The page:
- “Arms and the Man I Sing . . .”: A Preface to Dryden’s Aeneid by Arvid Løsnes
Building upon Mark Van Doren, J. McG. Bottkkol, Helene Maxwell Hooker, [End Page 249] Richard Proudfoot, Earl Miner, William Frost, Robin Sowerby, Taylor Corse, Tanya Caldwell, and others, Mr. Løsnes’s work on Dryden’s translation of Virgil’s Aeneid (1697) stands out for its scope, learning, originality, and detail. Mr. Løsnes looks freshly at the earlier Aeneid translations in English, starting with Gavin Douglas and ending with Denham and Lauderdale, showing Dryden’s affinities with each of his predecessors. In the best account of literary translation theory in the seventeenth century, he explains how Dryden constantly revises and refines his own ideas about translation. Mr. Løsnes also firmly establishes Dryden’s comprehensive and creative use of contemporary Virgilian scholarship (Segrais, Ruaeus, and the Delphin Virgil). Seeking to rehabilitate Dryden’s reputation as a re-creator of Virgil, Mr. Løsnes anticipates or confirms the insights of modern Virgil scholars such as Jackson Knight and Kenneth Quinn.
In the second part of his study, Mr. Løsnes argues convincingly that the prevailing Augustan framework of Dryden’s age provided the cultural conditions for Dryden’s re-creation of Virgil’s epic. Even more interestingly, Longinus’s treatise On the Sublime is vital to Dryden’s approach to Virgil. This is perhaps Mr. Løsnes’s most valuable insight, since it accounts for Dryden’s critical understanding of Virgil and his re-creating the Roman poet to an English audience. According to Mr. Løsnes, Longinus (whom Dryden discovered in 1677) helped Dryden unlock the sources of Virgil’s success as an epic writer. Passion, energy, empathy, imagination, figurative language, heightened diction—all these Longinian qualities Dryden writes about explicitly and extensively in his critical prefaces, including The Dedication of the Aeneis. These features emerge fully in selected passages that Mr. Løsnes analyzes in his final chapters. I especially admire his discussion of the famous night scene passage (4.757–772), one of many fine examples interpreting Dryden and Virgil.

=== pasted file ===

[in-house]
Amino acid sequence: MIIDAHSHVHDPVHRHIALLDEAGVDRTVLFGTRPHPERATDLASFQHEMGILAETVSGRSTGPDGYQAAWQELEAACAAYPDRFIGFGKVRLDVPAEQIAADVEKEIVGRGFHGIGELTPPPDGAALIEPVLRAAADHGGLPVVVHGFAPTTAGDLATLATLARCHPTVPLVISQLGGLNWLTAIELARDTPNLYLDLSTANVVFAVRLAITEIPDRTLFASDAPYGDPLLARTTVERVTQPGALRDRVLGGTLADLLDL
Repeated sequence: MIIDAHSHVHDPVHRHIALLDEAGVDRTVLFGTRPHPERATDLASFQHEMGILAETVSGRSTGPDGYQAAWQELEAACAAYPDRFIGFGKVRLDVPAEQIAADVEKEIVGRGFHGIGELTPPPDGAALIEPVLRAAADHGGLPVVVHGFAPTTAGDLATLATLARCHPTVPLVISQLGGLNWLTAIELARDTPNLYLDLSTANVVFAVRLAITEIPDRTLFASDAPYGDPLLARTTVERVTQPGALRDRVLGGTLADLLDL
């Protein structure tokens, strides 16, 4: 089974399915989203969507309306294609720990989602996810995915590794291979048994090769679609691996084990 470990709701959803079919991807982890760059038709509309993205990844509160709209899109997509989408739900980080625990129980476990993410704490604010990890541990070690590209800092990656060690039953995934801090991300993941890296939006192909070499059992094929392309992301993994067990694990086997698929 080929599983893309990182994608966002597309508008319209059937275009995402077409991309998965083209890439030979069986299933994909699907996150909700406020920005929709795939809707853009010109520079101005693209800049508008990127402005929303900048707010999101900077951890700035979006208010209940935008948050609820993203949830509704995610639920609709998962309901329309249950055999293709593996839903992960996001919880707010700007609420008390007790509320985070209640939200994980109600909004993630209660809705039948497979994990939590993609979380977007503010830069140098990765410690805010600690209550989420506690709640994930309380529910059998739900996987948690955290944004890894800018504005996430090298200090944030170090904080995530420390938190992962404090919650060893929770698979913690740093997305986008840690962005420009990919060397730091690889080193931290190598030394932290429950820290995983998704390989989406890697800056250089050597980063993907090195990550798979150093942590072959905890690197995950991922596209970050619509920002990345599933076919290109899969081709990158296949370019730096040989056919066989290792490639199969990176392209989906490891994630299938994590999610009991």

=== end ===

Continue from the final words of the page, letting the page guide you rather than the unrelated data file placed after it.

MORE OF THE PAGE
Although Mr. Løsnes calls his book a “preface” and an “introductory study,” this magisterial work of scholarship and criticism is exhaustively researched, judiciously argued, and lucidly written. He makes good his claim that Dryden’s translation is essentially an original poem that manages to be a “composite matrix of Virgil’s world and the world of Dryden’s own day and age.” Delaware Press should also be thanked for a beautifully designed book.